Many of us prefer the easy road. We possess a natural inclination to stick with the status quo, to resist the unknown, to stay comfortable. It’s not only tied to our ancestral drive to survive, but also to our unique, competitive environment and the potential fear associated with failure when competing. What happens if we aren’t successful? This may cause us to be afraid of trying something new. We may want to avoid change. We might not effectively review our performance and identify adjustments that need to be made to increase our performance potential. This prevents us from pushing ourselves to the next level, whatever that level may be. In today’s disruptive and accelerating world, it helps to change your relationship with change and become comfortable being uncomfortable. We may tell ourselves that we are content with where we are, but are we really? And if so, at what cost? We know that there is no cap on human potential, only the cap that is self-imposed. Life is filled with pleasure and pain, satisfaction and suffering, delight and difficulty. By focusing only on the comfortable, we cut ourselves off from the full range of human experience—and the knowledge, skills and growth that come with. Change doesn’t need to occur at an extreme level to be effective. In fact, it is more productive to direct our attention to the smaller adjustments that need to be made in order to achieve our goal. Ask yourself “what is my 1% today”. This will encourage us to dip our toes in the water of uncomfortability. Do not confuse contentment with complacency. Recently General Milley said "Sometimes, people can become complacent and assume that peace is the state of nature," he added. "Peace doesn't happen by accident: It happens because of effort, resources, commitment, allies banding together … to maintain a strong, cohesive alliance." We can view this as peace within the world, but also peace within ourselves. In order to thrive in today’s chaotic world, we must be willing to change our relationship to change and be ready for a paradigm shift. Tips for Getting Comfortable Being Uncomfortable and Embracing Change:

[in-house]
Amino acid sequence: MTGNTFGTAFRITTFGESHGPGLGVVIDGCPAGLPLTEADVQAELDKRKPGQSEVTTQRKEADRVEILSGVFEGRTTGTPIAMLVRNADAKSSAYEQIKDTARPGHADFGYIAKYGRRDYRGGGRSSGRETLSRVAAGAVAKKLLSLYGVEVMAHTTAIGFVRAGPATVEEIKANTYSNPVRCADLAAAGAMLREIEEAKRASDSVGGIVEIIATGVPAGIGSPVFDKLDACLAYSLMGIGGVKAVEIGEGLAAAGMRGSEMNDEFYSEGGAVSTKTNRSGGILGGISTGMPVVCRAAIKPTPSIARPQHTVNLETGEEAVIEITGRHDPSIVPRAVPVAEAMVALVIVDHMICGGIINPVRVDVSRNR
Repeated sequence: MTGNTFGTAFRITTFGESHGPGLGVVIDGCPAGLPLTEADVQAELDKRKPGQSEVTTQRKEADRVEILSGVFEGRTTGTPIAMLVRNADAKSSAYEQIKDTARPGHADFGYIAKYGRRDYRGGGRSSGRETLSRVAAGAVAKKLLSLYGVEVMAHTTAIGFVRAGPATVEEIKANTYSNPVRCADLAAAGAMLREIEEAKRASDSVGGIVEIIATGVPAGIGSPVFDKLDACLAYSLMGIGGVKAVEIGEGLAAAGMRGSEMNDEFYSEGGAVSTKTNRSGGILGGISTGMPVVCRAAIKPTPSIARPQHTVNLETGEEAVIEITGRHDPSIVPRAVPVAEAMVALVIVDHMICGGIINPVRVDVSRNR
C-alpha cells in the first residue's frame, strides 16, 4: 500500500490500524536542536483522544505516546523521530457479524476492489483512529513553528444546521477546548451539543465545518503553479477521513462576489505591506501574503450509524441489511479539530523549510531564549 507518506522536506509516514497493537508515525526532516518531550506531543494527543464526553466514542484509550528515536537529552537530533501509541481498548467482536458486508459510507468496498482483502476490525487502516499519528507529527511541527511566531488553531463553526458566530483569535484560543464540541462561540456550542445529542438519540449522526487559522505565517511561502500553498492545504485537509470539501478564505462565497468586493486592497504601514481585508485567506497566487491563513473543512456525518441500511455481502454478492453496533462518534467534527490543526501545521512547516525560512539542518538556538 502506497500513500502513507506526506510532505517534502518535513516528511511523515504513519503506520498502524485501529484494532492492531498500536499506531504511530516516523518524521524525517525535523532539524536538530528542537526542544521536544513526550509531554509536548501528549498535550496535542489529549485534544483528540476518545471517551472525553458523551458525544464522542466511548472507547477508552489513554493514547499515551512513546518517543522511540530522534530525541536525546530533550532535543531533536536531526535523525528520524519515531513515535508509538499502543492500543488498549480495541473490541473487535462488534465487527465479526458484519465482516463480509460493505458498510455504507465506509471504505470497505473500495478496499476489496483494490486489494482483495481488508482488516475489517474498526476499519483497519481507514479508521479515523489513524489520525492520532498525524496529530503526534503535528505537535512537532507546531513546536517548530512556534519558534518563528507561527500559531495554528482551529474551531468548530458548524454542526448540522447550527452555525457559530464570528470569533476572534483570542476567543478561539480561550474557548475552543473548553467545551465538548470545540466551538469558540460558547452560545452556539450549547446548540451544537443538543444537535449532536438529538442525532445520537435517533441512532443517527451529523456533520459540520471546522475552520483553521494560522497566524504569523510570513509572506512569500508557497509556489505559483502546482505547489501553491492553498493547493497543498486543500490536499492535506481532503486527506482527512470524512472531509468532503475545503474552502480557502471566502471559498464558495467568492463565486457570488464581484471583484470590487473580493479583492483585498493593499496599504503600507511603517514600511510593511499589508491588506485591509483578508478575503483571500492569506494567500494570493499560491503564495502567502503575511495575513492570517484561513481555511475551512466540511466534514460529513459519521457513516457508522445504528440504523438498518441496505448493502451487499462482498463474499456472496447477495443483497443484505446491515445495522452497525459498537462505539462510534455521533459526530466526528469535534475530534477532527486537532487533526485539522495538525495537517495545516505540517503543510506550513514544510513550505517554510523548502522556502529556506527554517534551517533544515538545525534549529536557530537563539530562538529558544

1. When experiencing feelings of discomfort, don’t run away from them. Instead, embrace whatever comes by acknowledging that it is a natural human reaction.
2. Become aware of what your thoughts and self-talk. Notice how that dialogue is affecting you. Is it working for you or against you? If it is working against you, ask yourself: Is it true? How do you know?
3. Reframe discomfort as an effective source for growth and get curious in the face of the unknown and uncomfortable.
4. Be proactive with your thinking. Get to know your patterns of thought intimately, as well as the situations that trigger those thoughts. Identify thoughts that will work for you and be purposeful with regulating those thoughts. We are creatures of habit, but that doesn’t mean that we can’t create new habitual thought patterns. “The ultimate measure of a man is not where he stands in moments of comfort, but where he stands at times of challenge and controversy.” - Martin Luther King, Jr.
As we help our numerous clients cope with the unique stressors inherent in today’s uncertain world, we are thrilled to offer the services of Dr. Kate Colvin, PhD. As Director of Human Performance, Kate’s role is to provide training and education around various aspects of mental and physical wellbeing, including stress management, effective thinking, mindfulness, attentional focus techniques, goal attainment, organizational leadership, memory and learning enhancement, and sleep. Kate has assisted hundreds of LSDS clients, and is available to help you navigate the path ahead. Email firstname.lastname@example.org to learn more about what Dr. Kate Colvin, PhD, can provide for you.